HIPAA, private insurance, and prior coverage
February 16, 2006 8:15 AM   Subscribe

I have a question for those of those of you well-versed on private health insurance, HIPAA, and prior creditable coverage.

I was downsized out of a job a few months ago. Part of the severance was a continuation of healthcare through the end of January. Before January ended, we started shopping for private healthcare and applied for coverage.

The insurer has been dragging their feet (we are now 16 days without any coverage) and we only now heard back from them this week. In essence, they are proposing coverage that excludes prescription coverage for myself, my wife, and my son. They will provide prescription coverage for my daughter. Of course, she is the only one in the family not currently on any meds.

Now, I was under the impression that, under HIPAA, they could not exclude coverage for anything which I had prior creditable coverage for. However, this is exactly what it appears the insurer is trying to do. this faq seems to support my opinion, although the one small mention of private coverage (topmost section) seems somewhat vague about it.

So, I guess I need some opinions from those of you here with any actual experience dealing with these matters. Am I incorrect in my thinking about prior coverage? Or is the insurer betting that I won't check the law?

posted by Thorzdad to Health & Fitness (10 answers total) 1 user marked this as a favorite
The whole point of HIPAA was to protect people in your shoes. My reading of that behemoth and poorly written law suggests they are hoping you won't argue/read up.
posted by mds35 at 8:41 AM on February 16, 2006

Find out if you are still eligible for COBRA. It's not cheap, but it will extend your benefits for several months while you seek private insurance, and help you avoid a problematic "lapse in coverage."
posted by junkbox at 8:45 AM on February 16, 2006

private insurance doesn't *have* to insure anyone they don't want to. group insurance does. COBRA is very advised right now. I believe you can start it up to 62 days retroactive to not having coverage in case of disaster, but you'd better not trust me on that. talk to your HR/benefits department from the last position you were at.
posted by kcm at 8:48 AM on February 16, 2006

We decided not to go with COBRA because it was going to cost us around $1,200/mo. That would pretty much bankrupt us. We're still inside the window, though.

So, kcm, are you saying the portability parts of HIPAA definitely do not apply to anyone forced to go with private insurance?
posted by Thorzdad at 8:53 AM on February 16, 2006

Yup. HIPAA covers group-group portability, and I'm sorry COBRA costs so much but depending on previous conditions it's sometimes your only chance to remain insured even after you find another private or group plan. If your coverage lapses, it's a free pass to not cover you for 6-12-18-indefinite months depending on what plan you end up with.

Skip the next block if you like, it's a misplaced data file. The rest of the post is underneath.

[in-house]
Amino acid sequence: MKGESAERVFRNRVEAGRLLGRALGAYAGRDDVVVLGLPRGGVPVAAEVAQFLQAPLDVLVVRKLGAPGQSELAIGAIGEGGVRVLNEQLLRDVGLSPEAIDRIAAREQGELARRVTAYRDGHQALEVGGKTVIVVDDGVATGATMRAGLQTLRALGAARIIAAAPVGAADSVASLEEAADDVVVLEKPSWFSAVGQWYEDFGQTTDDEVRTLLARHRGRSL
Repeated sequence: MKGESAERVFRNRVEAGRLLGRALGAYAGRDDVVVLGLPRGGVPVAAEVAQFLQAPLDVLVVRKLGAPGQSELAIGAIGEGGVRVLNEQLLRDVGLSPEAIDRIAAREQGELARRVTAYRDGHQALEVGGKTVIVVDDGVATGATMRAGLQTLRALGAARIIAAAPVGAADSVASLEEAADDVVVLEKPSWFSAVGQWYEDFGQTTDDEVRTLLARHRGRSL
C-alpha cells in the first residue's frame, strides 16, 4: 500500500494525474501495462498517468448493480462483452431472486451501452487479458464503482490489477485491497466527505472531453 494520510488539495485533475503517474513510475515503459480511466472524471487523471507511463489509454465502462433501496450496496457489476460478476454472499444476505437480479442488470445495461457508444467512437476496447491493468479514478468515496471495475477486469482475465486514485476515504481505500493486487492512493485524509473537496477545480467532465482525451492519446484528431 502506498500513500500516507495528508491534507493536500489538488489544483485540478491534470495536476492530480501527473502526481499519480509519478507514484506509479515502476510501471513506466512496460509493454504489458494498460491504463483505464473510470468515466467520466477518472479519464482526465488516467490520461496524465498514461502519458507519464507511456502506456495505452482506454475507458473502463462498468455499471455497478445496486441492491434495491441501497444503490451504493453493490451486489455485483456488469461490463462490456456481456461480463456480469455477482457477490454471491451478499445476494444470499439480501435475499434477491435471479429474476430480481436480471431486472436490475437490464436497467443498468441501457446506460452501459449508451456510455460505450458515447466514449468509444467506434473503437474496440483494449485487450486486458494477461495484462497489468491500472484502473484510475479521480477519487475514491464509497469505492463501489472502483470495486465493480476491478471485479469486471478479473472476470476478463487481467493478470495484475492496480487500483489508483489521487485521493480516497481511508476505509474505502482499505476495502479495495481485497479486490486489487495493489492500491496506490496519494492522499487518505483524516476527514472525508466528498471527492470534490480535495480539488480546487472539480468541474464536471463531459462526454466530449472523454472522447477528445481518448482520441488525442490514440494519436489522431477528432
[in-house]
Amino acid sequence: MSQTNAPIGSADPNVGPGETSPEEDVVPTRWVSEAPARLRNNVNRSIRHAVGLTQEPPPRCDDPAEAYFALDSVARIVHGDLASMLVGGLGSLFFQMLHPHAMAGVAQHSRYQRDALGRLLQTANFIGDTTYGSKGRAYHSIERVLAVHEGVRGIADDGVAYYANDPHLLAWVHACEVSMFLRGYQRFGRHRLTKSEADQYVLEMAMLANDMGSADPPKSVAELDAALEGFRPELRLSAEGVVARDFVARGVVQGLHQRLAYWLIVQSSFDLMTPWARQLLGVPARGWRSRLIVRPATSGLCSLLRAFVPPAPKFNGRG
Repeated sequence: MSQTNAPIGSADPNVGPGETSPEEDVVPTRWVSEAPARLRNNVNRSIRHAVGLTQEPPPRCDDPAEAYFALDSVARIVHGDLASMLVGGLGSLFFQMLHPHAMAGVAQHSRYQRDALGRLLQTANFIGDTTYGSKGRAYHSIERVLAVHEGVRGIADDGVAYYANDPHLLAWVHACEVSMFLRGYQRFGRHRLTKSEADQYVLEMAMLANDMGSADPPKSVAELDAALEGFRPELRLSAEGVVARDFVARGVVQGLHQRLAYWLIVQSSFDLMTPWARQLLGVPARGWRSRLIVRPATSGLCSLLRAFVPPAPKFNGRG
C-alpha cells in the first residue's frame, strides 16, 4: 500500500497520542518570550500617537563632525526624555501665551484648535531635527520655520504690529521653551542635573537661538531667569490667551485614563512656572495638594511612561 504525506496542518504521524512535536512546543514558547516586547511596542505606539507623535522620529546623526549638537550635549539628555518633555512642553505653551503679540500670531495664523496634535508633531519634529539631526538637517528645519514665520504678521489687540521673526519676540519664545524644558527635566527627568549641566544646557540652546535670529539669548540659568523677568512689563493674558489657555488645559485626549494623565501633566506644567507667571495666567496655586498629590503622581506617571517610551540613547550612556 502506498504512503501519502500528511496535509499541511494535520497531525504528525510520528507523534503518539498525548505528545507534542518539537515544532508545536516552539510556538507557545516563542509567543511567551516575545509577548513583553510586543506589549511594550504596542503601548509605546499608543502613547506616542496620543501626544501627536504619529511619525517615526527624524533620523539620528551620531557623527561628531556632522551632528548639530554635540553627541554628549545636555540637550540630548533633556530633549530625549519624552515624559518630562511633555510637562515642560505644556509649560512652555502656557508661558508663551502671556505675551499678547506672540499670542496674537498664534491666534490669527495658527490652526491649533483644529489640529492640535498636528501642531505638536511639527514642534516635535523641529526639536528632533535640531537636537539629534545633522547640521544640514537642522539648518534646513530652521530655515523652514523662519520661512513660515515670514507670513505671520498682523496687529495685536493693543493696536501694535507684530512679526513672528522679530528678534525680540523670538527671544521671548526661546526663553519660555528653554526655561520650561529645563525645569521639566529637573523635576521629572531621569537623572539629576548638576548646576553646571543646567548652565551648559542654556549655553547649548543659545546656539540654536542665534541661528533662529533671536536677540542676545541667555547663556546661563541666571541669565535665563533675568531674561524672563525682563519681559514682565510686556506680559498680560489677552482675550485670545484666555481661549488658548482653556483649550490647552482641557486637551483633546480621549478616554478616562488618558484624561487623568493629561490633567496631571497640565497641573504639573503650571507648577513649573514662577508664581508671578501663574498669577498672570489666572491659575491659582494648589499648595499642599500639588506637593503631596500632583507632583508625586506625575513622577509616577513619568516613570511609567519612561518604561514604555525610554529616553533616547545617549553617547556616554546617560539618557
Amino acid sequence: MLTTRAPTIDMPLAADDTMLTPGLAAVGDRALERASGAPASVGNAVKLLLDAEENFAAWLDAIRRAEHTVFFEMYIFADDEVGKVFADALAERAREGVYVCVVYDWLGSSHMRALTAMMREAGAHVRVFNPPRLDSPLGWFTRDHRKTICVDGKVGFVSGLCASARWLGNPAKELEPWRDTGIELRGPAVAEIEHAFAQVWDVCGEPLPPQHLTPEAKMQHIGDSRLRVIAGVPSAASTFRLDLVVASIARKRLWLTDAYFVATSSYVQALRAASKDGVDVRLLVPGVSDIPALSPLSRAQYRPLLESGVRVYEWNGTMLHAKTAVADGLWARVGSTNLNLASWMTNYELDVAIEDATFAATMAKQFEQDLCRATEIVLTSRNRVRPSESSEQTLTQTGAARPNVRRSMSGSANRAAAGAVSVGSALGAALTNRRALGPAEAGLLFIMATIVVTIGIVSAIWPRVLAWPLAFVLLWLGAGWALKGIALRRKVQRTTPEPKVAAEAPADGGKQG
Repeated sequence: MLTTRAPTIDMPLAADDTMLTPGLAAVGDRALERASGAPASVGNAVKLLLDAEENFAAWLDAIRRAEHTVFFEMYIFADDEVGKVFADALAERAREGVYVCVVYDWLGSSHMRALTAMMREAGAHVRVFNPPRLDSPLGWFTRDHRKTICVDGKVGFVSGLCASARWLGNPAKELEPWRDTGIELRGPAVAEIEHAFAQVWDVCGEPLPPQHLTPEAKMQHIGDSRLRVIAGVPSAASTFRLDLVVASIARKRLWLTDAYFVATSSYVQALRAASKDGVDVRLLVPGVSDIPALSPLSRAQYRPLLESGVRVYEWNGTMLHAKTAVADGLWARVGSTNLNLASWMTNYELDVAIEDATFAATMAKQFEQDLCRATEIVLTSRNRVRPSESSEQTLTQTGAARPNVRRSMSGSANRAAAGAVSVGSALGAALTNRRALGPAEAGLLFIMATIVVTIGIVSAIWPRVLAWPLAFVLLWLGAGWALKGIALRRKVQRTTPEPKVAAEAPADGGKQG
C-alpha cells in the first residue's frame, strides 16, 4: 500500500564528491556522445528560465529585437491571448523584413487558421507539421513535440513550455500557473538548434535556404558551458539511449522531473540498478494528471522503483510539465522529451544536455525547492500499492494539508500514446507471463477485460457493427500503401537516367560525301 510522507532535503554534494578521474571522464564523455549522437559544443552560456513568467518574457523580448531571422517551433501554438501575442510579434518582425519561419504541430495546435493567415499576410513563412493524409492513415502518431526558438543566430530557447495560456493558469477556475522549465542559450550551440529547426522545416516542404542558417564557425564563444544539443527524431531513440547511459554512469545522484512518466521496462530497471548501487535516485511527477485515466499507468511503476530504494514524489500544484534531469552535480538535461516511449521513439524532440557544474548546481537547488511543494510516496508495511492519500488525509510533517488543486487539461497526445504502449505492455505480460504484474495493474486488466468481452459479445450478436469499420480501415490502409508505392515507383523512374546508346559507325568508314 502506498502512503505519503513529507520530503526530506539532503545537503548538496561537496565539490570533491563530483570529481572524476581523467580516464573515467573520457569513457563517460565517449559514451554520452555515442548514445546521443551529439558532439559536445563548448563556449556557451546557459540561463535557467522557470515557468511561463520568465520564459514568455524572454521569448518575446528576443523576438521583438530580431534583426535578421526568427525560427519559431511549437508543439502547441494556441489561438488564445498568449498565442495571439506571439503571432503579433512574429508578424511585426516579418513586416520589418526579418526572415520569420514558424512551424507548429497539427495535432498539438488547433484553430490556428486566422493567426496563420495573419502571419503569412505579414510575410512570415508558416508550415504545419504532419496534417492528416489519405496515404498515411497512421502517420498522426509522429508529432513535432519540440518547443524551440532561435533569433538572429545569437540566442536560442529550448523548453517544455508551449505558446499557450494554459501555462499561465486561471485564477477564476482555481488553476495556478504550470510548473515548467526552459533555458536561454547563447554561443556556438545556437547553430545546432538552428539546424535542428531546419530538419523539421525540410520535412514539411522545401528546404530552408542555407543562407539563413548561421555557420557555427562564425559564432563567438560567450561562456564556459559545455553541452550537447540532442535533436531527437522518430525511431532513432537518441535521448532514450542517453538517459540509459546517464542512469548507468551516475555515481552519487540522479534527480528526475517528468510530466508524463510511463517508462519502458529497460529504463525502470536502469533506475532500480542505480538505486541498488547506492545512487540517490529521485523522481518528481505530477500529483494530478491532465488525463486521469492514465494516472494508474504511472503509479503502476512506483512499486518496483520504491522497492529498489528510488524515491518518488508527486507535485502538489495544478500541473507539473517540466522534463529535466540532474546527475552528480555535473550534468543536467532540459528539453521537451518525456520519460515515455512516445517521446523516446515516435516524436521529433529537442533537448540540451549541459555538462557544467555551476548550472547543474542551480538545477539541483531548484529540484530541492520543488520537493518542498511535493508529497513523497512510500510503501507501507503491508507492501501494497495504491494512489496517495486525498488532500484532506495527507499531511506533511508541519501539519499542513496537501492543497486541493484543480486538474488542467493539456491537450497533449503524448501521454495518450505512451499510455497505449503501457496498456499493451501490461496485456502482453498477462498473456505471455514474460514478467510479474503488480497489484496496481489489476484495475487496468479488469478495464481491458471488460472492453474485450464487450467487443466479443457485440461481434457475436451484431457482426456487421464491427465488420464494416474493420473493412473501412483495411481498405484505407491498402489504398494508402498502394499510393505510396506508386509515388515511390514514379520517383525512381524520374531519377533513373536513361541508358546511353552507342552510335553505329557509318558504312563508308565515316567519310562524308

Welcome to the USA.
posted by kcm at 8:58 AM on February 16, 2006

You might want to try an insurance broker, by the way. It's incredibly difficult to understand what is offered to who, and what the choices you have to make now are, and while you'll pay a small premium, their ability to find plans that cater to your profile can be invaluable. Insurance providers vary widely in the risk pools that they accept.
posted by kcm at 9:06 AM on February 16, 2006

Here's a little blurb from the AARP on insurance that applies, though some is geared towards the older set and Medicare.
posted by kcm at 9:09 AM on February 16, 2006

We are using an independent broker/agent.
Interesting link, kcm.
posted by Thorzdad at 9:24 AM on February 16, 2006

Thorzdad, I'm glad you asked this question. I'm six months pregnant and my husband recently got laid off. Long story short, it's looking like he's got another job, but it will be a little while before they kick in with a group plan. I read the same thing about COBRA making it possible to maintain coverage and require the subsequent group insurance to pick up pregnancy coverage, but I've also seen and read about the nasty, slimy ways insurance companies can find a loophole in just about anything. At this point, I'm just crossing my fingers and hoping we've done everything we can. It helps to see the COBRA thing confirmed here, though.

Insurance companies are evil. Evil, I tell you.
posted by moira at 12:01 PM on February 16, 2006

As kcm mentioned, the big deal here is continuous coverage. You get 61 days of lapse before that goes away, so be sure that no matter what shit they offer you, you TAKE it before that time has expired. You can fight over the details later or tell them to pound sand and go buy somewhere else the following month, but the continuous coverage is what's going to save your bacon.
posted by phearlez at 12:24 PM on February 16, 2006

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